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John Jacob Ortega—“Jack”—joined us October 12! We’re doing well, and thanks to Mama Rote, Israel, and other family, I’ve been enjoying a kind of maternity leave from my regular job. Even so, newborn life is quite a thrill ride. Yesterday I was thinking to myself that Jack is really starting to even out, really maturing; the next thing I know he decided to party hard all through the night. So nothing’s predictable at this point, which I should know very well.

Two or three days after he was born, one of our pastors came over and did a short blessing for Jack and our family. (The mini-service is in the Book of Common Prayer, page 439: “A Thanksgiving for the Birth or Adoption of a Child”). It was beautiful! I’ve loved being part of a more liturgical church here in Nashville, one that uses these time-tested resources. First of all, I tend to like anything that’s old. Secondly, in this stage of life, I don’t have much excess energy to speak of, so I like having prayers written for me, a church with a Bible reading plan already in place. I find it restful; and I feel no need to re-invent the wheel or to show off by getting really creative. Finally, the prayers are so beautifully expressed:

O God, you have taught us through your blessed Son that whoever receives a little child in the name of Christ receives Christ himself: We give you thanks for the blessing you have bestowed upon this family in giving them a child. Confirm their joy by a lively sense of your presence with them, and give them calm strength and patient wisdom as they seek to bring this child to love all that is true and noble, just and pure, lovable and gracious, excellent and admirable, following the example of our Lord and Savior, Jesus Christ.

Calm strength! Patient wisdom! Yes, exactly. That’s what I crave as a parent.

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“Confirm their joy by a lively sense of your presence . . .”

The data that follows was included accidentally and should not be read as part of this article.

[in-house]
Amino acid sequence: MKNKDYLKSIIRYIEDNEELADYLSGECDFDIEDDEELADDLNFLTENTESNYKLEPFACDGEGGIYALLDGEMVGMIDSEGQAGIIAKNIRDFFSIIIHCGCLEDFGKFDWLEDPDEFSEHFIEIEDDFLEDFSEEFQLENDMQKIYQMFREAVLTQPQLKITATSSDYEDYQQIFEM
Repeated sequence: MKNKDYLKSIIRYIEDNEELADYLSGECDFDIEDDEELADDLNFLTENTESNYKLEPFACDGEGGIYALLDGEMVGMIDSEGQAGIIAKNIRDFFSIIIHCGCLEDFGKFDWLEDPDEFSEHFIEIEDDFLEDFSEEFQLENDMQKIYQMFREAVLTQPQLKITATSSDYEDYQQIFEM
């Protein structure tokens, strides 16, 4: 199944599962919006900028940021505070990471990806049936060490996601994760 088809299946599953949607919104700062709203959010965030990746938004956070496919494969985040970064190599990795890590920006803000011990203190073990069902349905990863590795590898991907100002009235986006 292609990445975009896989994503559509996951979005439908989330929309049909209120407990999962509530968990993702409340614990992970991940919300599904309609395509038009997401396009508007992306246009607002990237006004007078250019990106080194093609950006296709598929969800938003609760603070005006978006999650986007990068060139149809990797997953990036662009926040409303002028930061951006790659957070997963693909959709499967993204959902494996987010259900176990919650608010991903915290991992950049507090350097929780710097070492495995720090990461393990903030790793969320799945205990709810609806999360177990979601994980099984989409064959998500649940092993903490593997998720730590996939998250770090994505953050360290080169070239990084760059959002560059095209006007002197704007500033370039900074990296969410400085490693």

And if anyone’s having a difficult time remember their work at home matters:

May God the Father, who by Baptism adopts us as his children, grant you grace.

May God the Son, who sanctified a home at Nazareth, fill you with love.

May God the Holy Spirit, who has made the Church one family, keep you in peace. Amen.

 photo 9E9741D6-D578-44BD-98FF-7868757419D5_zpskkizfw9j.jpgAnd as I flipped around more in the ol’ BCP, several of the prayers “for use by a Sick Person” (p. 461) felt appropriate for me and this postpartum time. (I don’t think we should treat pregnancy and childbirth as a sickness, by the way. Still, a body needs to heal, plus anyone can use the prayers!)

For Trust in God

O God, the source of all health: So fill my heart with faith in your love, that with calm expectancy I may make room for your power to possess me, and gracefully accept your healing; through Jesus Christ our Lord. Amen.
 photo 88C1CF0C-028D-4E79-993D-2C42BB19CA54_zps6wbsywb7.jpg For Sleep (hahaha)

O heavenly Father, you give your children sleep for the refreshing of soul and body: Grant me this gift, I pray; keep me in that perfect peace which you have promised to those whose minds are fixed on you; and give me such a sense of your presence, that in the hours of silence I may enjoy the blessed assurance of your love; through Jesus Christ our Savior. Amen.

In the Morning

This is another day, O Lord. I know not what it will bring forth, but make me ready, Lord, for whatever it may be. If I am to stand up, help me to stand bravely. If I am to sit still, help me to sit quietly. If I am to lie low, help me to do it patiently. And if I am to do nothing, let me do it gallantly. Make these words more than words, and give me the Spirit of Jesus. Amen.